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happycamper (Computer) (OP)
7 Feb 01 17:10
I have a major crack 2" in my garage slab due to settling.   A contractor will be cutting out the cracked portion and then re-pour a new slab.  What are the “Best practice’s “  for joining a new poured slab to an old (6yrs) slab.  

Any help on this would be greatly appreciated.

Steve;)
JAE (Structural)
7 Feb 01 19:13
IF....the settling problem has been understood and mitigated, then the new to old connection can be successfully accomplished by ensuring a very clean surface on the "old" side.  Preferably roughened a bit (some prescribe etching with muratic acid/water mix).  Free from any loose, crumbly material.

If the slab is thin (i.e. 4" or so), drilled dowels probably wouldn't be a good idea.  

We have, in some cases, detailed a thickened edge along the joint, where the new slab increases in thickness by an additional 4 inches over a 12" width.  About 3 inches of the existing grade below the edge of the old slab can also be excavated such that the new slab thickens, and extends a bit under the old slab.  

There are products out there called bonding agents (elmer's glue) that can be applied to the joint prior to concrete placement but I have always had doubts about the benefits of doing so.

If you haven't determined what caused the original settlement, then your new concrete may just continue settling as well, and the joint will most likely re-open.
Helpful Member!  Ron (Structural)
7 Feb 01 19:19
Since this is a load bearing slab (traffic!)the old concrete should be drilled and doweled, or "shelved".  This "shelf" is created by excavating slightly under the existing slab portion such that when you place the new concrete it will flow under the old slab, creating a support "shelf".  An epoxy or acrylic bonding agent should be applied to the old concrete to provide bond to the new concrete.  Several products are specially formulated for this.  Check www.sika.com for their products.

Ideally you will dowel into the old slab and extend the dowels into your new concrete.  Make sure the dowels placed into the old concrete are greased and unbonded.  You do not want the dowel bonded on both sides of the joint or additional cracks will develop.

Also, if your repair section is long and narrow, expect to get additional transverse cracks unless you reinforce the section.

Good luck.

Ron  
Qshake (Structural)
7 Feb 01 22:17
Lets not forget to found the slab on appropriate subbase and subgrade.  Make sure that what material is taken out of the subgrade is replace and compacted not just filled in.  Definitely clean the concrete like JAE says.

With traffic, I would definitely dowel the existing and perhaps grease the ends for the new to accomondate shrinkage and temperature.
Guest (visitor)
8 Feb 01 1:03
Hey guys, thanks for the great info.  As for the settlement, it has been static for 5 yrs.  The contractor has assured me that adequate compression well be done.

To sumarize, I should dowell and shelved the old joint?  The joint by the way goes the whole length of the garage.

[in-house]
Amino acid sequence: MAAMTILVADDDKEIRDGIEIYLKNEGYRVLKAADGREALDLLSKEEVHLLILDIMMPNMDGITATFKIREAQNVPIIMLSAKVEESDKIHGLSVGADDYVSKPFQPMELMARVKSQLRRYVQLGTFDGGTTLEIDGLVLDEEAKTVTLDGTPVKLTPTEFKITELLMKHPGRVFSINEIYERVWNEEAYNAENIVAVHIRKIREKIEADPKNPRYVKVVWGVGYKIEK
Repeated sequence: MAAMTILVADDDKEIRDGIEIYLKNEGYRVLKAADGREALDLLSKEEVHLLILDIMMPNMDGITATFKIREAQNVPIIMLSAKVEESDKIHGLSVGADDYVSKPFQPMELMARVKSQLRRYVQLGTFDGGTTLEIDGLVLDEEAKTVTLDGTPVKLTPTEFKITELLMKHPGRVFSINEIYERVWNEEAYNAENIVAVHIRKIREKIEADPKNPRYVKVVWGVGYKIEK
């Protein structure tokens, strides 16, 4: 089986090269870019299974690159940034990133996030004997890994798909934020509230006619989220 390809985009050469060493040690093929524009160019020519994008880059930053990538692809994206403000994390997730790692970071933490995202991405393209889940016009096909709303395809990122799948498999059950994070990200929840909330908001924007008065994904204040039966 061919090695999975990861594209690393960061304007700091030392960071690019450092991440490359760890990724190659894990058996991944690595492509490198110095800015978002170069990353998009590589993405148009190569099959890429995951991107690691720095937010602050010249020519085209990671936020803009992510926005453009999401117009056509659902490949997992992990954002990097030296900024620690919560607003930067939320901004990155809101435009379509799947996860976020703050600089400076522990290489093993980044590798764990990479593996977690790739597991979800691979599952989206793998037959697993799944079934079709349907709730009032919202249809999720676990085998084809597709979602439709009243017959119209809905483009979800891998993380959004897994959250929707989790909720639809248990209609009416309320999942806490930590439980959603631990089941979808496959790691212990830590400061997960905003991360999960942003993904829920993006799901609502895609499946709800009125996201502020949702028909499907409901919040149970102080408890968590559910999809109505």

And we believe it's a 4" thick slab.

Steve:)
Ron (Structural)
8 Feb 01 9:26
Steve,
The doweling/shelving is an either-or proposition.  No need to do both.  If 4-inch slab, JAE is right...risky to dowel unless you use small dowels.  I have successfully doweled 4-inch slabs, but it requires care.  Use 3/8 or 1/2 inch smooth dowels, greasing the inserted side.  Space dowels at about 9 to 12 inches apart.  No, this doesn't meet pavement design specifications, but it should be fine for your light loadings.  Also, add a small piece of foam at the end of the inserted dowel (about 1/2-inch long) to allow for dowel expansion.

Putting shelf in is easy and doesn't require a lot of brain damage on the contractor.

Also, if you didn't have faulting at the crack (one side lower than other) then you didn't have a settlement crack, though if 2 inches wide....a bit much for shrinkage only!

For bonding, either decide to fully bond the concrete or don't bond it at all!  Partial bonding only creates an opportunity to crack in other places.

Good luck.

Ron
Helpful Member!(2)  happycamper (Computer) (OP)
9 Feb 01 0:55
Ron,
Thanks for the advice.  The crack is definitely fault generated, one side is about 2" lower.

I am interested in your bonding paragraph, could you please elaborate. Is it something you apply after the new slab has been poured and dried or do you apply it when you pour?

Steve:)
Ron (Structural)
10 Feb 01 10:24
Steve,
It is applied just prior to pouring.  There are several on the market.  One I'm comfortable with is SikaDur 32, an epoxy resin material (see www.sika.com).  There are numerous latex bonding agents on the market.  Some work well, others don't.  If you prefer latex, I have had reasonably good luck with Thorobond (www.chemrex.com).

The intent of the bonding is to do away with a joint in the concrete. Be sure you dowel with bonded dowels if you select this route.  Don't use unbonded dowels for this case...they should only be used if you have a "working" joint.  Bonded dowels are rebar epoxied into the existing slab and new concrete poured around the rebar.  For narrow trenches, run a continuous piece of rebar from one side of existing slab to the other, epoxied into both, then pour the concrete into the "trench".

Ron
Jim6758 (Civil/Environmental)
22 Mar 01 18:11
If you have any sawed contraction joints in the old concrete that you will be extending into the new concrete, make sure that your dowels are at least 12 inches away from that contraction joint.  Otherwise, when the new concrete shrinks, there won't be enough concrete to resist cracking caused by the shrinkage against the dowell.  For wheel loads of 10,000 lbs or less, TXDOT uses #5 deformed rebar expoxyed into the old concrete a depth of 6 inches on 12 inch centers.

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